The Victoria Falls on the Zambezi River is one of the seven wonders of the natural world and was declared a UNESCO World Heritage Site in 1989. The waters of the Zambezi plunge 103 metres into a chasm which is 1.71km in length. The falling water makes a deafening roar at the height of the annual river flood between February to May, throwing up clouds of spray and drenching the opposite cliff in rain. Flow rates of 500million litres per minute when in full flood have been recorded.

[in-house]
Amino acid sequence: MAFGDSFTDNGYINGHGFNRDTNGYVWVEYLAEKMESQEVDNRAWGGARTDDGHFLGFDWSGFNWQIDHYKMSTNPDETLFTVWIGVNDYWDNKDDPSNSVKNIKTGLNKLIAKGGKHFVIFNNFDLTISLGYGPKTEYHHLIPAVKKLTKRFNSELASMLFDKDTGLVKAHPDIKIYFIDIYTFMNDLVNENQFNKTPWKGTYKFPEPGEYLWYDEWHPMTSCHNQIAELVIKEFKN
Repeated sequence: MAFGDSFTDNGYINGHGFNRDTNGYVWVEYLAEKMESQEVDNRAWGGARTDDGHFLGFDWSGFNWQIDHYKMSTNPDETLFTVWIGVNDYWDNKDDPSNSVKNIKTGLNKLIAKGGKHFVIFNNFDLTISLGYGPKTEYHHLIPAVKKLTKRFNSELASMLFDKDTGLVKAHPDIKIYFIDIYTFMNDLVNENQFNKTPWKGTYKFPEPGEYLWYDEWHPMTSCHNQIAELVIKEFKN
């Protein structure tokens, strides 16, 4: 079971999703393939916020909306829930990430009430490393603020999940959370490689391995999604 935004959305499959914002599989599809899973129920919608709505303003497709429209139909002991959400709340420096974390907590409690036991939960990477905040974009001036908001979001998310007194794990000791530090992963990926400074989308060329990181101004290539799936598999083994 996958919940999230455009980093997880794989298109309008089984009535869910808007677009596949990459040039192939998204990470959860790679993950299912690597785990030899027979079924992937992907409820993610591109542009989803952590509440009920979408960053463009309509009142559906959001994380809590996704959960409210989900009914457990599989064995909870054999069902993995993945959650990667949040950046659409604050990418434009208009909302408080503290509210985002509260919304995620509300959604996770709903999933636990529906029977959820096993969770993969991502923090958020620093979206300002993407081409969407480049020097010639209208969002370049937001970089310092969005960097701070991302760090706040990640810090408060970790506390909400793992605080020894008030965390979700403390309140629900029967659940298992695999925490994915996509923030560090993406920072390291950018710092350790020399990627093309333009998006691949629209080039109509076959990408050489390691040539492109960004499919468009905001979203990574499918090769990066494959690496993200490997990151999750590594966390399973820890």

The falls are aptly known as Mosi-O-Tunya, “The Smoke that Thunders”, a name which was given to them by the Kololo people, a South African tribe that had colonized the Livingstone area in the 1830s. The local Toka-Leya people called them Shungu-na-Mutitima which has the same meaning.